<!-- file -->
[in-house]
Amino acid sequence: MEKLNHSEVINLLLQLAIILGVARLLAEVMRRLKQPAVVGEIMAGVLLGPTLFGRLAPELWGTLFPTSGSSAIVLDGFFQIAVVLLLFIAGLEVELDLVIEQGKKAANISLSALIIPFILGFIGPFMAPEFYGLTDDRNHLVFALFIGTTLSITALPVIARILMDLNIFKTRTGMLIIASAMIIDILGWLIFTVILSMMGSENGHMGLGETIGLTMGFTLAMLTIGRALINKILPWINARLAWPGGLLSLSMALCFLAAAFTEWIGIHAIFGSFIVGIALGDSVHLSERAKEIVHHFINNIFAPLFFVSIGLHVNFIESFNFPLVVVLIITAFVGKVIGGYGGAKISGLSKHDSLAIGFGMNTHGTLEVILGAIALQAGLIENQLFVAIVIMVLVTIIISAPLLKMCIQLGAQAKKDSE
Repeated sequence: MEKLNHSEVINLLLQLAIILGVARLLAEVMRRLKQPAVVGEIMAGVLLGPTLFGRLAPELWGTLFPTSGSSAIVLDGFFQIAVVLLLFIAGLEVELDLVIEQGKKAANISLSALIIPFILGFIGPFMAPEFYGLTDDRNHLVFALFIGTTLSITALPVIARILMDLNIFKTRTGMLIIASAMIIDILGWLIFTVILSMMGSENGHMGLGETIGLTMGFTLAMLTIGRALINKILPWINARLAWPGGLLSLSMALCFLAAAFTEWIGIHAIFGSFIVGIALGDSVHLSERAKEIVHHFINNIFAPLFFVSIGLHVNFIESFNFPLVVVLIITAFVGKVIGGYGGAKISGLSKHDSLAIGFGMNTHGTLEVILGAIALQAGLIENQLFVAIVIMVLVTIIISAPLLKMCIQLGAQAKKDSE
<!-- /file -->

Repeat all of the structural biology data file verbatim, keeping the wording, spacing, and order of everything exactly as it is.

[in-house]
Amino acid sequence: MEKLNHSEVINLLLQLAIILGVARLLAEVMRRLKQPAVVGEIMAGVLLGPTLFGRLAPELWGTLFPTSGSSAIVLDGFFQIAVVLLLFIAGLEVELDLVIEQGKKAANISLSALIIPFILGFIGPFMAPEFYGLTDDRNHLVFALFIGTTLSITALPVIARILMDLNIFKTRTGMLIIASAMIIDILGWLIFTVILSMMGSENGHMGLGETIGLTMGFTLAMLTIGRALINKILPWINARLAWPGGLLSLSMALCFLAAAFTEWIGIHAIFGSFIVGIALGDSVHLSERAKEIVHHFINNIFAPLFFVSIGLHVNFIESFNFPLVVVLIITAFVGKVIGGYGGAKISGLSKHDSLAIGFGMNTHGTLEVILGAIALQAGLIENQLFVAIVIMVLVTIIISAPLLKMCIQLGAQAKKDSE
Repeated sequence: MEKLNHSEVINLLLQLAIILGVARLLAEVMRRLKQPAVVGEIMAGVLLGPTLFGRLAPELWGTLFPTSGSSAIVLDGFFQIAVVLLLFIAGLEVELDLVIEQGKKAANISLSALIIPFILGFIGPFMAPEFYGLTDDRNHLVFALFIGTTLSITALPVIARILMDLNIFKTRTGMLIIASAMIIDILGWLIFTVILSMMGSENGHMGLGETIGLTMGFTLAMLTIGRALINKILPWINARLAWPGGLLSLSMALCFLAAAFTEWIGIHAIFGSFIVGIALGDSVHLSERAKEIVHHFINNIFAPLFFVSIGLHVNFIESFNFPLVVVLIITAFVGKVIGGYGGAKISGLSKHDSLAIGFGMNTHGTLEVILGAIALQAGLIENQLFVAIVIMVLVTIIISAPLLKMCIQLGAQAKKDSE